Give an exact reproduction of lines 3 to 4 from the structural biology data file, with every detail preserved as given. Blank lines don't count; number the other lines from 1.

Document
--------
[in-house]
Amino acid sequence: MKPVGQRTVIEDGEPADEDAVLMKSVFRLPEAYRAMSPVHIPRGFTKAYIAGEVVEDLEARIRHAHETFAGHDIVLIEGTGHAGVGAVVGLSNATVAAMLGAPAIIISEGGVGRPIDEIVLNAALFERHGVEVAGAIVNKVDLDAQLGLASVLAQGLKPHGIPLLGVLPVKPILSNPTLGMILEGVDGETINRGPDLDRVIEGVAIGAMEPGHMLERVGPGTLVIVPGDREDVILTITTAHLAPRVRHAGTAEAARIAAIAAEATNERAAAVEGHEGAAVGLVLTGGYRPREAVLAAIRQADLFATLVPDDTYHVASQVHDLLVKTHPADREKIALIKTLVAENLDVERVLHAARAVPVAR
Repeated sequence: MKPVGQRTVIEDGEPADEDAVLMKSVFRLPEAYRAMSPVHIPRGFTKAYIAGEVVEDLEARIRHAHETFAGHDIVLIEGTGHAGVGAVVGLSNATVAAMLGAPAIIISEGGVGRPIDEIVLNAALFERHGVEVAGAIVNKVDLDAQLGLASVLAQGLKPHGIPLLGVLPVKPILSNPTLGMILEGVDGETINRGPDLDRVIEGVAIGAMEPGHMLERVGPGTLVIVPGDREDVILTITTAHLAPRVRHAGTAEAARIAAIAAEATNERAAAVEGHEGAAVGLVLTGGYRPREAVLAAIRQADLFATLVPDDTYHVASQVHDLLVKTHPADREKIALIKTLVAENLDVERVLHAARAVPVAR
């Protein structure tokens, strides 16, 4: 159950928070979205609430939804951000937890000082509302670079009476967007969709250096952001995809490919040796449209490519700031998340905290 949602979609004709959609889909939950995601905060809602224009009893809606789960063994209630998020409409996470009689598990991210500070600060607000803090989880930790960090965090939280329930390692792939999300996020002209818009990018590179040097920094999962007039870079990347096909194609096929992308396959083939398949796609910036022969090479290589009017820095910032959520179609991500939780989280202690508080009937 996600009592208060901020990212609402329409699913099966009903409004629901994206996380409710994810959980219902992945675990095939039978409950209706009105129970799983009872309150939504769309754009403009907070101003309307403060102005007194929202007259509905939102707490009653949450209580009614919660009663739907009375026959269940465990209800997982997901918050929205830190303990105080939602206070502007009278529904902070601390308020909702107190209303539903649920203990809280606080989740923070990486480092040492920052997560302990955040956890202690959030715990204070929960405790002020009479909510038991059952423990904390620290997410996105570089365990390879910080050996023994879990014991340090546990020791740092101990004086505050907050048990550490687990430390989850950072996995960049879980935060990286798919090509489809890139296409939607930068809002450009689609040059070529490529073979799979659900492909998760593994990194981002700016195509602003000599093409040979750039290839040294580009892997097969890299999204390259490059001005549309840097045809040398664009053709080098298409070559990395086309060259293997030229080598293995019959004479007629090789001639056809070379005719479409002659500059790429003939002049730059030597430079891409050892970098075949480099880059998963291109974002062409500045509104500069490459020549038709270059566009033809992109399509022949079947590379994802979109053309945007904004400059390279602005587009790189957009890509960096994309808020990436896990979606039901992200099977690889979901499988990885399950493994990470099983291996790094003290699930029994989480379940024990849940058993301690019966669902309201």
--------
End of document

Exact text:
Repeated sequence: MKPVGQRTVIEDGEPADEDAVLMKSVFRLPEAYRAMSPVHIPRGFTKAYIAGEVVEDLEARIRHAHETFAGHDIVLIEGTGHAGVGAVVGLSNATVAAMLGAPAIIISEGGVGRPIDEIVLNAALFERHGVEVAGAIVNKVDLDAQLGLASVLAQGLKPHGIPLLGVLPVKPILSNPTLGMILEGVDGETINRGPDLDRVIEGVAIGAMEPGHMLERVGPGTLVIVPGDREDVILTITTAHLAPRVRHAGTAEAARIAAIAAEATNERAAAVEGHEGAAVGLVLTGGYRPREAVLAAIRQADLFATLVPDDTYHVASQVHDLLVKTHPADREKIALIKTLVAENLDVERVLHAARAVPVAR
């Protein structure tokens, strides 16, 4: 159950928070979205609430939804951000937890000082509302670079009476967007969709250096952001995809490919040796449209490519700031998340905290 949602979609004709959609889909939950995601905060809602224009009893809606789960063994209630998020409409996470009689598990991210500070600060607000803090989880930790960090965090939280329930390692792939999300996020002209818009990018590179040097920094999962007039870079990347096909194609096929992308396959083939398949796609910036022969090479290589009017820095910032959520179609991500939780989280202690508080009937 996600009592208060901020990212609402329409699913099966009903409004629901994206996380409710994810959980219902992945675990095939039978409950209706009105129970799983009872309150939504769309754009403009907070101003309307403060102005007194929202007259509905939102707490009653949450209580009614919660009663739907009375026959269940465990209800997982997901918050929205830190303990105080939602206070502007009278529904902070601390308020909702107190209303539903649920203990809280606080989740923070990486480092040492920052997560302990955040956890202690959030715990204070929960405790002020009479909510038991059952423990904390620290997410996105570089365990390879910080050996023994879990014991340090546990020791740092101990004086505050907050048990550490687990430390989850950072996995960049879980935060990286798919090509489809890139296409939607930068809002450009689609040059070529490529073979799979659900492909998760593994990194981002700016195509602003000599093409040979750039290839040294580009892997097969890299999204390259490059001005549309840097045809040398664009053709080098298409070559990395086309060259293997030229080598293995019959004479007629090789001639056809070379005719479409002659500059790429003939002049730059030597430079891409050892970098075949480099880059998963291109974002062409500045509104500069490459020549038709270059566009033809992109399509022949079947590379994802979109053309945007904004400059390279602005587009790189957009890509960096994309808020990436896990979606039901992200099977690889979901499988990885399950493994990470099983291996790094003290699930029994989480379940024990849940058993301690019966669902309201």